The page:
Superbug MRSA arose in hedgehogs long before it cropped up in hospitals

The rise of antibiotic-resistant bacteria has been labelled one the biggest current threats to global health, food security, and development. This resistance has long been thought to be a modern phenomenon, driven by the clinical use of antibiotics, with widespread overuse accelerating the process.

New research, published today in the journal Nature, reveals that this isn’t a modern phenomenon, and is in fact an evolutionary arms race that has been quietly raging for centuries – on the skin of the humble hedgehog.

The study, an international collaboration including the University of Cambridge, the Wellcome Sanger Institute, Denmark’s Serum Statens Institut and the Royal Botanic Gardens, Kew, traced the genetic history of Staphylococcus aureus (golden staph) – a bacterium notorious for its antibiotic resistant ‘superbug’ form. Though generally harmless when present on the surface of our skin, staph can be problematic if it manages to get inside the body, often through cuts.

Since the first detection of a Methicillin-resistant form of this bacterium (MRSA) in 1961, the list of antibiotics that staph can resist has ballooned. Researchers developing new antibiotics are struggling to keep up.

But they’re not alone in the fight: Trichophyton erinacei, a fungus that lives on the skin of hedgehogs, has been waging war against MRSA for 200 years.

Living side-by-side with staph, which also calls hedgehogs home, T. erinacei produces its own antibiotics in the battle for hedgehog real estate. Researchers have now shown that the highly adaptable staph bacterium first developed antibiotic resistance in response to this fungal assault around 200 years ago, predating the introduction of antibiotics in medical and agricultural settings.

Photo shows fungus trichophyton erinacei growing in the centre of an agar plate streaked with mrsa on the left half and methicillin-susceptible staphylococcus aureus bacteria on the right.
Photo shows fungus Trichophyton erinacei growing in the centre of an agar plate streaked with MRSA on the left half and methicillin-susceptible Staphylococcus aureus bacteria on the right. The fungus produces antibiotics, which kill methicillin-susceptible Staphylococcus aureus bacteria but not MRSA, resulting in a clear zone on the right with no bacterial growth. Credit: Claire L. Raisen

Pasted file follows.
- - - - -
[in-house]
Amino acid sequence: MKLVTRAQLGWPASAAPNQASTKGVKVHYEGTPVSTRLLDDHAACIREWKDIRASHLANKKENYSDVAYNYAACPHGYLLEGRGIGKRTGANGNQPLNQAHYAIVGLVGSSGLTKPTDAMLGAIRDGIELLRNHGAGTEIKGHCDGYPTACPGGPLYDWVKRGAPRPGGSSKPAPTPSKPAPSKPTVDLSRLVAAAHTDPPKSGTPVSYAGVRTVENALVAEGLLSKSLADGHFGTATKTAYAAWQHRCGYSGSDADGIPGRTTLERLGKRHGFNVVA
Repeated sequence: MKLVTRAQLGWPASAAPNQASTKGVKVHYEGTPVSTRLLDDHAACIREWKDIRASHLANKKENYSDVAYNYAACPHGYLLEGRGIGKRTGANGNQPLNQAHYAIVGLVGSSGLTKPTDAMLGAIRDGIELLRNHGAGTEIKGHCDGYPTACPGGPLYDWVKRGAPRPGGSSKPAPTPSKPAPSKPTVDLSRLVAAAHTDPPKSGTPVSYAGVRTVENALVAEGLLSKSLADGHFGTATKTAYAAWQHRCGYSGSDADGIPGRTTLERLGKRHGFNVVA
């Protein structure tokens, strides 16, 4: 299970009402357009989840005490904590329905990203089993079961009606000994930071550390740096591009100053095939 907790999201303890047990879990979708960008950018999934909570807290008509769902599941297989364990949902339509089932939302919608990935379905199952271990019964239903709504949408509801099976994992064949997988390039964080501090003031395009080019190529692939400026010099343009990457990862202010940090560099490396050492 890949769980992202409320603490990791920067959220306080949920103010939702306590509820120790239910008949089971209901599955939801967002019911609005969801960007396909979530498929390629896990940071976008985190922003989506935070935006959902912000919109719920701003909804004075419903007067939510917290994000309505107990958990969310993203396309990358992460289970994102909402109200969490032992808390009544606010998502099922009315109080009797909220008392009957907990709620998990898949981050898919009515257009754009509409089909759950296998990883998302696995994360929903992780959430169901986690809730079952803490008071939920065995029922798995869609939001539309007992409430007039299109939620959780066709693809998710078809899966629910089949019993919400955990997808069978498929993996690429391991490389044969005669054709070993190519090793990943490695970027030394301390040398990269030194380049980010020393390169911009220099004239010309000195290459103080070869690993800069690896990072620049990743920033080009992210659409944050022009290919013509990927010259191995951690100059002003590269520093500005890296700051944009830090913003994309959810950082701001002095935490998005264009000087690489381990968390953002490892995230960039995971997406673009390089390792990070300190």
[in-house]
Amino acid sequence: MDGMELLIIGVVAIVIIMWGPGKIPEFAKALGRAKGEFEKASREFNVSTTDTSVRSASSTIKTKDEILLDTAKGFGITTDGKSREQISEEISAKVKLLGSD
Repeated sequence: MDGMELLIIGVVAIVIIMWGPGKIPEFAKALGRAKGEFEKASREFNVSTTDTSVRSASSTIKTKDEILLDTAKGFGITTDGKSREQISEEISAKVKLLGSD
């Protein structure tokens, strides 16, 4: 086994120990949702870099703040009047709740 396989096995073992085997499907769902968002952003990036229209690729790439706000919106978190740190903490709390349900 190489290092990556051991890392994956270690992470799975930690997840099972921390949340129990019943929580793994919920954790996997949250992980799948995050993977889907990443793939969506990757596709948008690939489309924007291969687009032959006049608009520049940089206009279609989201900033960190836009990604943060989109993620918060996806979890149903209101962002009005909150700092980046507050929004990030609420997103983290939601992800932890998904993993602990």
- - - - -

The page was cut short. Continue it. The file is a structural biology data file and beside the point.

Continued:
The researchers came across this while investigating the surprising discovery – from hedgehog surveys from Denmark and Sweden – that up to 60% of hedgehogs carry a type of MRSA called mecC-MRSA. The current study also found high levels of MRSA in swabs taken from hedgehogs across their range in Europe and New Zealand.

“Using sequencing technology we have traced the genes that give mecC-MRSA its antibiotic resistance all the way back to their first appearance, and found they were around in the nineteenth century,” says Dr Ewan Harrison, a senior author of the study.

“Our study suggests that it wasn’t the use of penicillin that drove the initial emergence of MRSA, it was a natural biological process. We think MRSA evolved in a battle for survival on the skin of hedgehogs, and subsequently spread to livestock and humans through direct contact.”

The findings are not a reason to fear hedgehogs, say the researchers: humans rarely get infections with mecC-MRSA, even though it has been present in hedgehogs for more than 200 years. It is estimated that only around 1 in 200 of all MRSA infections are caused by mecC-MRSA.

Instead, they call attention to greater danger of antibiotic misuse.

“This study is a stark warning that when we use antibiotics, we have to use them with care. There’s a very big wildlife ‘reservoir’ where antibiotic-resistant bacteria can survive – and from there it’s a short step for them to be picked up by livestock, and then to infect humans,” says Professor Mark Holmes, a researcher in the University of Cambridge’s Department of Veterinary Medicine and a senior author of the report.

“It isn’t just hedgehogs that harbour antibiotic-resistant bacteria – all wildlife carries many different types of bacteria, as well as parasites, fungi and viruses,” says Holmes.

“Wild animals, livestock and humans are all interconnected: we all share one ecosystem. It isn’t possible to understand the evolution of antibiotic resistance unless you look at the whole system.”

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